April 06, 2005
Cornyn backs away
So Senator Cornyn has now revised and extended his original remarks.
Cornyn tried Tuesday to stop what he called the misrepresentation of a speech about the judiciary that he made on the Senate floor a day earlier.
With the criticism of his comments escalating throughout the day, he returned to the Senate floor late Tuesday.
"We should all be disturbed by overheated rhetoric about the judiciary from both sides of the aisle," he said. "I regret it that my remarks have been taken out of context to create a wrong impression about my position, and possibly be construed to contribute to the problem rather than to a solution."
He said he had not meant that attacks on judges or their families could be justified.
In the original remarks, he questioned whether recent violent strikes against federal judges were the result of jurists' issuing political rulings.
After pointing out the "increasing politicization of the judicial decision-making process," Cornyn, a former Texas Supreme Court justice, said he wondered "whether there may be some connection between the perception in some quarters on some occasions where judges are making political decisions yet are unaccountable to the public, that it builds and builds to the point where some people engage in violence, certainly without any justification."
Tuesday night on the Senate floor, he attempted to clarify those earlier remarks.
"I want to make one thing clear," Cornyn said. "I'm not aware of any evidence whatsoever linking recent acts of courthouse violence to the various controversial rulings that have captured the nation's attention in recent years."
I've read the full text
of Cornyn's original statement. It's true, he never mentioned Terri Schiavo. The bulk of what he said was criticism of a couple of recent decisions, including the Supreme Court ruling on executions of juveniles. It doesn't make what he said any less stupid or offensive, not to mention completely irrelevant to his intended point. Cornyn is smart enough to know that what he said about the "perception" of a connection between unpopular decisions and violence or threats against judges would be incendiary. He chose to say it anyway, and he deserves the thrashing he's taken for it.
I must say, if Cornyn were really concerned about retribution against judges, there are a number of things he could have done. He could have denounced all the overheated rhetoric we've been subjected to since the Schiavo case, something which he has now at least addressed by distancing himself from Tom DeLay's "they will pay" statement. Of course, doing so would have meant attacking a nontrivial segment of the Republican base. No Sister Souljah moments for him! He could have announced an intention to introduce legislation that would broaden protections for judges against that kind of threat and intimidation. He even could have simply skipped over his offensive speculation about cause and effect and talked more about his time as a judge and the unpopular decisions he had to make, maybe drawing a distinction between decisions that are unpopular because they stick to the law and decisions that are unpopular because they are "activist", whatever that means to you.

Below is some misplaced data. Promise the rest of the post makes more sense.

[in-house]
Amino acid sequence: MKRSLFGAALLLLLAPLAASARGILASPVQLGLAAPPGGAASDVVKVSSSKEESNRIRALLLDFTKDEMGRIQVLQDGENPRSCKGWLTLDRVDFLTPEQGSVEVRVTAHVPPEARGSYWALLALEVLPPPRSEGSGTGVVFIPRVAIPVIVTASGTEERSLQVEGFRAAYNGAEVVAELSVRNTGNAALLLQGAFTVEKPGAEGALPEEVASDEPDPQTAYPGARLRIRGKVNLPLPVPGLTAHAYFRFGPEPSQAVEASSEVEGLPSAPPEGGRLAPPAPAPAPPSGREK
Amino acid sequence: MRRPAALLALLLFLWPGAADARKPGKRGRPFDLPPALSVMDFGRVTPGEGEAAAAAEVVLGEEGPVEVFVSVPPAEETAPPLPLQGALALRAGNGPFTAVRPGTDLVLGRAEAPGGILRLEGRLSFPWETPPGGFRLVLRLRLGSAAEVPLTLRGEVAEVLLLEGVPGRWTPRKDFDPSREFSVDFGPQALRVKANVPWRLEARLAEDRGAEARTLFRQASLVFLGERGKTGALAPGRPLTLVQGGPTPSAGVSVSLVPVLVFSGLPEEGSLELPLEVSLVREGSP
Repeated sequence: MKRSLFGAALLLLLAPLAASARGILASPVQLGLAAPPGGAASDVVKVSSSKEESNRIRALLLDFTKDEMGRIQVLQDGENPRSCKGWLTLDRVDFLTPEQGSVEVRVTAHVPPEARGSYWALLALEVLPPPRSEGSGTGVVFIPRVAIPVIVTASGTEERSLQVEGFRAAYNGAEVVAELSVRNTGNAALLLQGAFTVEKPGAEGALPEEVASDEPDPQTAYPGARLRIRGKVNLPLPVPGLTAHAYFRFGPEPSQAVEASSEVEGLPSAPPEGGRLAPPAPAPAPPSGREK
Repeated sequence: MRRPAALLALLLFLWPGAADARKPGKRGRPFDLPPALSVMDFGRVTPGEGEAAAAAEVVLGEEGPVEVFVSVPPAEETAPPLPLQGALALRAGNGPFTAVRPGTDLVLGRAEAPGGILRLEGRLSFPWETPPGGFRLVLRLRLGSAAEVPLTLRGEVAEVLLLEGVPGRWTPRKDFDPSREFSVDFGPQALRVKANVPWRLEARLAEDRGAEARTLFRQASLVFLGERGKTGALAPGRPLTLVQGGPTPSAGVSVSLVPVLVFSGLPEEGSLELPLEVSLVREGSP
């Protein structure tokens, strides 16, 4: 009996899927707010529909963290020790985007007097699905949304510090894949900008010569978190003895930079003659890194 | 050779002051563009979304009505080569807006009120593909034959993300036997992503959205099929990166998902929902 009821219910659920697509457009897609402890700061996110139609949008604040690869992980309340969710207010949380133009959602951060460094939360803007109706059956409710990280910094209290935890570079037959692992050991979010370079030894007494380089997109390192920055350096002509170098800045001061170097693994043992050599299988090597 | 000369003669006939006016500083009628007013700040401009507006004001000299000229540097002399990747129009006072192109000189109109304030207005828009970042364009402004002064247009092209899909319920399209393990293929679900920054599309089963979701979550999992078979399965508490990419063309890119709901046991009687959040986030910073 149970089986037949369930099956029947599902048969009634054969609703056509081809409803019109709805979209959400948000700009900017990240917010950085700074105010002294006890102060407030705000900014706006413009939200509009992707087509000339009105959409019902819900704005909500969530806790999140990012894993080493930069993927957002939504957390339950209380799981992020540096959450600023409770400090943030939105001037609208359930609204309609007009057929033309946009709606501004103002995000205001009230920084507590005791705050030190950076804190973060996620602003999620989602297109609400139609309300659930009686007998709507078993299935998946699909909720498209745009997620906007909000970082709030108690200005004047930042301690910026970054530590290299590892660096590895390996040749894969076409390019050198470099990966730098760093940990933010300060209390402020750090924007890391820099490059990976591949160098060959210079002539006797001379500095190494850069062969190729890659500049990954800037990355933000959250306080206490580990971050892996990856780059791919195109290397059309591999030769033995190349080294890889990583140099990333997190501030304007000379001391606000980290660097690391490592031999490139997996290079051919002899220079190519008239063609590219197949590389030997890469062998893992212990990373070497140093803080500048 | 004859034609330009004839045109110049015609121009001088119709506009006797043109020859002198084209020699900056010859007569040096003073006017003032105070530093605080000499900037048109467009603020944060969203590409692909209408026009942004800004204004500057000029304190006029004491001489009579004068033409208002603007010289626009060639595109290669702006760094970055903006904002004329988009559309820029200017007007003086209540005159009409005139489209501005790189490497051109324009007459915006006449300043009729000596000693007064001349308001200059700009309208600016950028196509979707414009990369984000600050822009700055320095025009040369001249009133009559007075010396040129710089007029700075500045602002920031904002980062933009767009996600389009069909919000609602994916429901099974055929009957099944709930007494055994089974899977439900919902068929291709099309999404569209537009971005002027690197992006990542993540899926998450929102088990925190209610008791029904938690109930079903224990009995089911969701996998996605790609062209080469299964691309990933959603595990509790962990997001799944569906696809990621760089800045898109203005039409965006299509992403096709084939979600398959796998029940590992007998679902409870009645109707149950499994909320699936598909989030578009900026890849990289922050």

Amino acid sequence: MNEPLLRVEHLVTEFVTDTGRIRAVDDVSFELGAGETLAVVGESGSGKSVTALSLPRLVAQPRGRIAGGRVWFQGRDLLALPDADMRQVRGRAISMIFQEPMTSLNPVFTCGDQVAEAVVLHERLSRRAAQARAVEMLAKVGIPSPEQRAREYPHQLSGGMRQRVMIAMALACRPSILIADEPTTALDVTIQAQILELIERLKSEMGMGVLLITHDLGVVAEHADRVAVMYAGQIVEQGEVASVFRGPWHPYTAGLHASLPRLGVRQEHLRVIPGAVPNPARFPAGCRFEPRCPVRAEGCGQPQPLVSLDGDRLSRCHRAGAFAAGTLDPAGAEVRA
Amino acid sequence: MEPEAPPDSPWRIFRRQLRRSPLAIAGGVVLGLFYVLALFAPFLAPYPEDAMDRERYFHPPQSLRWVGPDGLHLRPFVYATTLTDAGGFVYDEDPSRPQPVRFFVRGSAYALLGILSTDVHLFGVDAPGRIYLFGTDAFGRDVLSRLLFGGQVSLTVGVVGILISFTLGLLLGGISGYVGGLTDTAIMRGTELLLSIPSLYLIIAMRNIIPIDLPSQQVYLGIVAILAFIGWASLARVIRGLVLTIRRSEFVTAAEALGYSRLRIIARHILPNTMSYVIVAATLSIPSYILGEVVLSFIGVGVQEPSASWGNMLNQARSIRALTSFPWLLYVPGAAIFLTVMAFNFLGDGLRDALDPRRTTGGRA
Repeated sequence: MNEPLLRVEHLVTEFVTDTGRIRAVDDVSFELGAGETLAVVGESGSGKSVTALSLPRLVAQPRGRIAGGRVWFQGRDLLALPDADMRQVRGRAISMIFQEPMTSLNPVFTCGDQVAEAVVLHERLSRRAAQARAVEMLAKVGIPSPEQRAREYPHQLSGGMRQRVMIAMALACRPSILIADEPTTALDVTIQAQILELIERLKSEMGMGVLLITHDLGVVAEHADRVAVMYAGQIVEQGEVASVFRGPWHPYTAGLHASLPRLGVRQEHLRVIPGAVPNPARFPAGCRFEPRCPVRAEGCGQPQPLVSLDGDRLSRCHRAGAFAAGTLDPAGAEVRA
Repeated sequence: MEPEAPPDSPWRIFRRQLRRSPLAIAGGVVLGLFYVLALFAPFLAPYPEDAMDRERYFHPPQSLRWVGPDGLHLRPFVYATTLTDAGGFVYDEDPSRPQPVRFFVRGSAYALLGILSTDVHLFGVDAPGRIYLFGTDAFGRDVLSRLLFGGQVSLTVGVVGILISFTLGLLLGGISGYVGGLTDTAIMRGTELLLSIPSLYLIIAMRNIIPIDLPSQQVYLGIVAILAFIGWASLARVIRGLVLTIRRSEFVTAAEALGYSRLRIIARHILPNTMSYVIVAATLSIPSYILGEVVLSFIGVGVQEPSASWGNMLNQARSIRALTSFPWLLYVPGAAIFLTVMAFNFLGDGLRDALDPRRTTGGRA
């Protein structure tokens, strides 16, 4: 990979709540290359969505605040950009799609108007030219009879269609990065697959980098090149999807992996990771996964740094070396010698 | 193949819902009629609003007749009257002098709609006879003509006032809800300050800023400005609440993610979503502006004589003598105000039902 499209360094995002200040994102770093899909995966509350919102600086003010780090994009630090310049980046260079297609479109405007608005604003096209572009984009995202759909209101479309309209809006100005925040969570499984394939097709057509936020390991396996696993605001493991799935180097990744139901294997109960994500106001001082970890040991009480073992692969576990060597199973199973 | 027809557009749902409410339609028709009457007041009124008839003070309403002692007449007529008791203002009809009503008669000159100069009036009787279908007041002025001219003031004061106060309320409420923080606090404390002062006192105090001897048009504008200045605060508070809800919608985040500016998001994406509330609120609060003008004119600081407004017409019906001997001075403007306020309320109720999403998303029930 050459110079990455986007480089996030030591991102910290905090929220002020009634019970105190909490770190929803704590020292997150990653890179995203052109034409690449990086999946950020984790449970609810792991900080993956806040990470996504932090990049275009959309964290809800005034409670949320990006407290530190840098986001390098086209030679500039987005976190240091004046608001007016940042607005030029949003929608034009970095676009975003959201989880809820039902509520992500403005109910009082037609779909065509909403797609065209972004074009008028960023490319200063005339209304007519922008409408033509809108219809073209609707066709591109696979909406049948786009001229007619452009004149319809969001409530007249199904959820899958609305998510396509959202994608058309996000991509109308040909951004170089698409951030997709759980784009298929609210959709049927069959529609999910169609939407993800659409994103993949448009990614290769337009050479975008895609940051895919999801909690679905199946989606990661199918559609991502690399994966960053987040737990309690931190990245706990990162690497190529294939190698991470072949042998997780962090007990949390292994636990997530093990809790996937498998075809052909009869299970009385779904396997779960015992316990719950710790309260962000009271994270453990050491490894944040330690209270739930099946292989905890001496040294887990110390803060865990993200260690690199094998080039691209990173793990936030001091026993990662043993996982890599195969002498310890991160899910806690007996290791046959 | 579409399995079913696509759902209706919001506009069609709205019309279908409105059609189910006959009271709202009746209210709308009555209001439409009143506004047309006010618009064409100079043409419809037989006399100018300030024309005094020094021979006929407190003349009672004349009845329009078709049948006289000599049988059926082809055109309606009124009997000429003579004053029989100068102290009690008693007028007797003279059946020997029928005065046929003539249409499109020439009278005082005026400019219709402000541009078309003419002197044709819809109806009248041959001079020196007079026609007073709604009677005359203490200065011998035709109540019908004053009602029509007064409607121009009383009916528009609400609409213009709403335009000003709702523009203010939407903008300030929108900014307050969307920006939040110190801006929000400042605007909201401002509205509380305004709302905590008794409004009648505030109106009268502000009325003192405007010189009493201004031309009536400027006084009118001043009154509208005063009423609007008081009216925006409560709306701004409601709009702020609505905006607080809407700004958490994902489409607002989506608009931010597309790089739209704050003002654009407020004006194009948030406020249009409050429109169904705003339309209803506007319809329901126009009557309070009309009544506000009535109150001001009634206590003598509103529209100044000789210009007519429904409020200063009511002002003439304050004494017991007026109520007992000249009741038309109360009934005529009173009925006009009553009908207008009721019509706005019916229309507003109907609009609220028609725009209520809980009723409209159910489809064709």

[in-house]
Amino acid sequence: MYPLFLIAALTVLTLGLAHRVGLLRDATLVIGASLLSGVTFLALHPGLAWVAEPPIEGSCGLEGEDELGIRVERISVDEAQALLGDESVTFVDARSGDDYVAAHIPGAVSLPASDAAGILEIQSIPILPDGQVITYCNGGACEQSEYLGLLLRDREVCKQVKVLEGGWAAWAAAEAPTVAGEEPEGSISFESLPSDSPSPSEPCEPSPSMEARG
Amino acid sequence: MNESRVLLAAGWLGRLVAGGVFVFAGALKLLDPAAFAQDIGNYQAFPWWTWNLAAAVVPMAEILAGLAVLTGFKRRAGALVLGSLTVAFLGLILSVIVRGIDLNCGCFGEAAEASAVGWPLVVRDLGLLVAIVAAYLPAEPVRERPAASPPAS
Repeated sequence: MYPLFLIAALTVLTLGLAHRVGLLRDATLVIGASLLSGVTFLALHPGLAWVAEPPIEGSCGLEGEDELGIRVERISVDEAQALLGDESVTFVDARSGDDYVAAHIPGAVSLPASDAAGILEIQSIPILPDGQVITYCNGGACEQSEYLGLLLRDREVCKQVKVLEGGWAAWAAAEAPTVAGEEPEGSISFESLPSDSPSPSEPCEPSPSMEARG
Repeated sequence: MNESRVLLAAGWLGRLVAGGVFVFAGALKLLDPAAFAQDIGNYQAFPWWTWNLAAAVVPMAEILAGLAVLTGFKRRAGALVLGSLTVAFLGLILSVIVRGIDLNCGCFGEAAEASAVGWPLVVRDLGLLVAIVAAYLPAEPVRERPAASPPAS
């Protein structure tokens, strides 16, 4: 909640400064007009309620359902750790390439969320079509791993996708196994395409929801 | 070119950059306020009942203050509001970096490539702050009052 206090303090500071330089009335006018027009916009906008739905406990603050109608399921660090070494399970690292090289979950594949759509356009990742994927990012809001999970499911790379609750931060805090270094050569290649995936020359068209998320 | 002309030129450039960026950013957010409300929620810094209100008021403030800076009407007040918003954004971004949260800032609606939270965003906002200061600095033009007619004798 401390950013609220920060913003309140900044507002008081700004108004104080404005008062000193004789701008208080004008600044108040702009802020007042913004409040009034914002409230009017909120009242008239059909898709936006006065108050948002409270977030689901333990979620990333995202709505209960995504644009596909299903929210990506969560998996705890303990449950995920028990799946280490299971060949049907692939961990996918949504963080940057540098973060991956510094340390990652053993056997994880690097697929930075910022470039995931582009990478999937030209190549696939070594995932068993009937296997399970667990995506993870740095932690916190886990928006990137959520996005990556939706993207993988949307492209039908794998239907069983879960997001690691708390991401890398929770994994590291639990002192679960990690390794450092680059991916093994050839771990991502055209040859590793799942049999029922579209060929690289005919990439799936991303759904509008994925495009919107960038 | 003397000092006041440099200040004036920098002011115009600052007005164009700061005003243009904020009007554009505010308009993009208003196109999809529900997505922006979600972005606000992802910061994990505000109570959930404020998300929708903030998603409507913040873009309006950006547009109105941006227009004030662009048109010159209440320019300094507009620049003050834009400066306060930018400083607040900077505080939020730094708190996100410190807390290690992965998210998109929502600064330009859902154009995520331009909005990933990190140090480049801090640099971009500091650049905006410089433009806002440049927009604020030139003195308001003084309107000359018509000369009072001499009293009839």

But he didn't do that. I'm glad to see that he's apologized, but it's not enough. I stand by what I said.
Posted by Charles Kuffner on April 06, 2005 to National news
I thought Dem Chair Soechting's letter to Cornyn was particularly cogent and showed the right tone for this unprecedented attack by a former Texas Supreme Court justice and sitting member of the Senate Judiciary Cmte:
"Soechting... asked Cornyn, a former Texas judge, to clarify his remarks 'in the interest of protecting our individual judges and our judiciary as a whole from violence at the hands of anyone who might misconstrue your message.'"
This is serious business, intimidating judges.
Cornyn talked a lot more about the influence of foreign courts to inform and influence US law.
There's no greater example of this than the loss of sovereignty in local jurisdictions inherent in the free trade agreements such as NAFTA and the GATT.
Cornyn appears to be most upset that the US can no longer put minors to death, but whether he realises it or not, he's also railing against free trade.
I'm glad to see that he's apologized
Wait a minute! Did I miss something? Where was the apology? All I saw was Cornyn blaming you and me for taking his comments out of context to create a "wrong impression." That's not an apology or a retraction.
That's no apology. That's just a variation on that old Fright Wing standard "you kneejerk libs are putting words in my mouth! I'm so misunderstood."
While the audience to whom he's playing gets the original message loud and clear, with a side order of "see, those commie pinko bastards are out to get us."
At this point, I say they better be right.
"he could have...talked more about his time as a judge and the unpopular decisions he had to make"
Hmmm... I doubt his decisions as a judge were too often going against any idea of what was most popular. The Texas Supremes being an elected bunch, he was probably most worried about figuring out what was most popular to republican primary voters and contributors.
Making "unpopular decisions" is taken to mean that you uphold the law as a principled jurist in the face of adverse popular opinion. Since Texas judges are elected and take contribtions from those who argue in front of the bench, can we call any of them "principled jurists"?
Cornyn's Senatorial rhetoric likely shines alot of light on his old judicial opinion writing process. If there was a principled jurist there, it just scurried under the cabinets.
It sure would be nice if, when someone was apologizing, they would just say "Sorry, I said something stupid." If you are a politician and you are on stage at all times then chances are you are going to say something stupid at some point. He sounds like a pro athlete.